He determined that there was a finite amount of positive integers less than any given positive integer, which led to the proposition famously known as Fermat’s Last Theorem. In modern notation, this contends that if a, b and c are integers greater than 0, and if n is an integer greater than 2, then there are no solutions to the equation: an + bn = cn [3] . For instance, when n is equal to 1 or 2 there exists an infinite amount of integer solutions to the above equation. However, for n greater than or equal to 3, there are no natural numbers for which the statement is true. This equation could also be interpreted as a more general version of the Pythagorean Theorem, as both are concerned with the sums of squares of whole numbers. Since Fermat did not publish his work, his last theorem was discovered in a copy of Diophantus’ Arithmetica without a formal proof. In 1994, British mathematician Andrew Wiles officially proved Fermat’s Last Theorem by connecting elliptic curves with modular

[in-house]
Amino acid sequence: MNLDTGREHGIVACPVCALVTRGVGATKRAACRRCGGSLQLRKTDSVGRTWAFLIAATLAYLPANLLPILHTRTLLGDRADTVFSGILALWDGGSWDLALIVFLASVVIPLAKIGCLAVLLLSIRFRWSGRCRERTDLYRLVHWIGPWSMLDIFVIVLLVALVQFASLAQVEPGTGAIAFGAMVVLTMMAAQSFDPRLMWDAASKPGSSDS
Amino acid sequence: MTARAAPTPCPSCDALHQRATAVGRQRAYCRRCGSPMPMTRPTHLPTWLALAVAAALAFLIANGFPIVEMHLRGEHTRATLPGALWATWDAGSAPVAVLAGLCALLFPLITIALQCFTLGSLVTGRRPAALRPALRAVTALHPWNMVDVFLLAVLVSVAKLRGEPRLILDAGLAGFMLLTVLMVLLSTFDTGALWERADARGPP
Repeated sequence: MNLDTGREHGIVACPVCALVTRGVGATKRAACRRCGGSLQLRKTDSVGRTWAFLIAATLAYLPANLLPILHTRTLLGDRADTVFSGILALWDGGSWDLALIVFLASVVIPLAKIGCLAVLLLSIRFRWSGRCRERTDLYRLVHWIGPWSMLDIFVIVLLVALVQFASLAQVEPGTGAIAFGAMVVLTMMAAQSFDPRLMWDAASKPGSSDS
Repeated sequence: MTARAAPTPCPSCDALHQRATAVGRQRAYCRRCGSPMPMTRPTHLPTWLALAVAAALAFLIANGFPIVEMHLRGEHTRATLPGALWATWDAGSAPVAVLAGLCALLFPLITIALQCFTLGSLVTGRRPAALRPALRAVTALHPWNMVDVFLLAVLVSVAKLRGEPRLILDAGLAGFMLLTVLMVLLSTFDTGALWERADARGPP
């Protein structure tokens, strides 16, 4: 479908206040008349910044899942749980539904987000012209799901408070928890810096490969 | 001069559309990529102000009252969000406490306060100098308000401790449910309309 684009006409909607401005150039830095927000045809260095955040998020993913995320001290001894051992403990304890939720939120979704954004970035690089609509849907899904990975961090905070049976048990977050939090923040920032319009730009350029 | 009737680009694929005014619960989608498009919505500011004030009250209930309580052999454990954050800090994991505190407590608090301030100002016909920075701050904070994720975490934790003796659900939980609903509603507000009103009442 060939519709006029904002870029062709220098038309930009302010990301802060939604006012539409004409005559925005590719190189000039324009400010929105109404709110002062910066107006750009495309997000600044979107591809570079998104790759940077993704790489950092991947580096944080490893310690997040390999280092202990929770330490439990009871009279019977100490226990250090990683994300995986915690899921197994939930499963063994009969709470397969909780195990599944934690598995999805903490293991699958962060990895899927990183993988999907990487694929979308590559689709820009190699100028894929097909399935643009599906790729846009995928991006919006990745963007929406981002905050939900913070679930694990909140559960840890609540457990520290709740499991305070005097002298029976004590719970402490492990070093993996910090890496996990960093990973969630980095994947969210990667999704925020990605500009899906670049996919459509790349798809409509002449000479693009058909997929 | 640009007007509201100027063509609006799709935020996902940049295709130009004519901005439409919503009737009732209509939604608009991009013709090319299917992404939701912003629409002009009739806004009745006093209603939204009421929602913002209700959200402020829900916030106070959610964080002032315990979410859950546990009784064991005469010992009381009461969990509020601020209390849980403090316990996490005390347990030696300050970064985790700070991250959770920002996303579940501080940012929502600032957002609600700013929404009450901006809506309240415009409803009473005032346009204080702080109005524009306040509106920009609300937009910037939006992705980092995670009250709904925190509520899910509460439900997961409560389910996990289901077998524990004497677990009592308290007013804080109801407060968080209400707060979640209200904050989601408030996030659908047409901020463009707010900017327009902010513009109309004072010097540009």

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## Pierre De Fermat

833 Words | 4 PagesPierre De Fermat was a French mathematician .Who was considered as the one of the best mathematician of seventeenth century. He did a number of contributions some of which were towards calculus, number theory etc. During his life time Fermat got less recognition despite being a brilliant mathematician of that time but it his was his papers which he kept sharing with his friends due to which it kept his work alive otherwise his work would have been lost. Despite being small town amateur mathematician he single handedly invented modern number theory. Fermat also did contribution in analytical geometry and in the field of optics in which he had a very strong interest in maxima and minima and by applying this method he made this point that the

## Jean-Paul Marat's Influence On The French Revolution